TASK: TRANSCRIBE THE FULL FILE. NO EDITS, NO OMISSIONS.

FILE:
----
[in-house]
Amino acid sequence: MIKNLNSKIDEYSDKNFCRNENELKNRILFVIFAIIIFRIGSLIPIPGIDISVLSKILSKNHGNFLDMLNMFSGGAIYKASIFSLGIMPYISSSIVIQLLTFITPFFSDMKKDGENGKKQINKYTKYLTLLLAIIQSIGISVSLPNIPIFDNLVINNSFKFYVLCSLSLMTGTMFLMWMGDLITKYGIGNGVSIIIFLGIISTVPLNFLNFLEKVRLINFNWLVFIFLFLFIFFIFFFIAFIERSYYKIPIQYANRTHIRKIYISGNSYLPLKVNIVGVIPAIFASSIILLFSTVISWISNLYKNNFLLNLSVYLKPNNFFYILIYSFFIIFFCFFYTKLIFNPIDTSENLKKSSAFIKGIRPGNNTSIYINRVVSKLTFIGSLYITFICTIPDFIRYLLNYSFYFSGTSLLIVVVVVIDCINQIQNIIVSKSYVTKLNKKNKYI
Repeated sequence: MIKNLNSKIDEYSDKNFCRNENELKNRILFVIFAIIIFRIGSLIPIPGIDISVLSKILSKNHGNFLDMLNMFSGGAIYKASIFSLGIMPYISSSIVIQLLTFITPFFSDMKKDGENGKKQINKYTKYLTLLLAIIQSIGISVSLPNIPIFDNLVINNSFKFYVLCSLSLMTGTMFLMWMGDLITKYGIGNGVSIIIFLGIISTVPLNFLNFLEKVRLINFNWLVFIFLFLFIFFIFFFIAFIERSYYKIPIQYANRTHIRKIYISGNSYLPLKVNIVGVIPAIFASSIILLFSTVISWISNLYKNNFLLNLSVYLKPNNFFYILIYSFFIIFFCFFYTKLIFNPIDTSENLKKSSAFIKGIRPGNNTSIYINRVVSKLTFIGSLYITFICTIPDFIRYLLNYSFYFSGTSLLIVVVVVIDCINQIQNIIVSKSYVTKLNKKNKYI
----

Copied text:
[in-house]
Amino acid sequence: MIKNLNSKIDEYSDKNFCRNENELKNRILFVIFAIIIFRIGSLIPIPGIDISVLSKILSKNHGNFLDMLNMFSGGAIYKASIFSLGIMPYISSSIVIQLLTFITPFFSDMKKDGENGKKQINKYTKYLTLLLAIIQSIGISVSLPNIPIFDNLVINNSFKFYVLCSLSLMTGTMFLMWMGDLITKYGIGNGVSIIIFLGIISTVPLNFLNFLEKVRLINFNWLVFIFLFLFIFFIFFFIAFIERSYYKIPIQYANRTHIRKIYISGNSYLPLKVNIVGVIPAIFASSIILLFSTVISWISNLYKNNFLLNLSVYLKPNNFFYILIYSFFIIFFCFFYTKLIFNPIDTSENLKKSSAFIKGIRPGNNTSIYINRVVSKLTFIGSLYITFICTIPDFIRYLLNYSFYFSGTSLLIVVVVVIDCINQIQNIIVSKSYVTKLNKKNKYI
Repeated sequence: MIKNLNSKIDEYSDKNFCRNENELKNRILFVIFAIIIFRIGSLIPIPGIDISVLSKILSKNHGNFLDMLNMFSGGAIYKASIFSLGIMPYISSSIVIQLLTFITPFFSDMKKDGENGKKQINKYTKYLTLLLAIIQSIGISVSLPNIPIFDNLVINNSFKFYVLCSLSLMTGTMFLMWMGDLITKYGIGNGVSIIIFLGIISTVPLNFLNFLEKVRLINFNWLVFIFLFLFIFFIFFFIAFIERSYYKIPIQYANRTHIRKIYISGNSYLPLKVNIVGVIPAIFASSIILLFSTVISWISNLYKNNFLLNLSVYLKPNNFFYILIYSFFIIFFCFFYTKLIFNPIDTSENLKKSSAFIKGIRPGNNTSIYINRVVSKLTFIGSLYITFICTIPDFIRYLLNYSFYFSGTSLLIVVVVVIDCINQIQNIIVSKSYVTKLNKKNKYI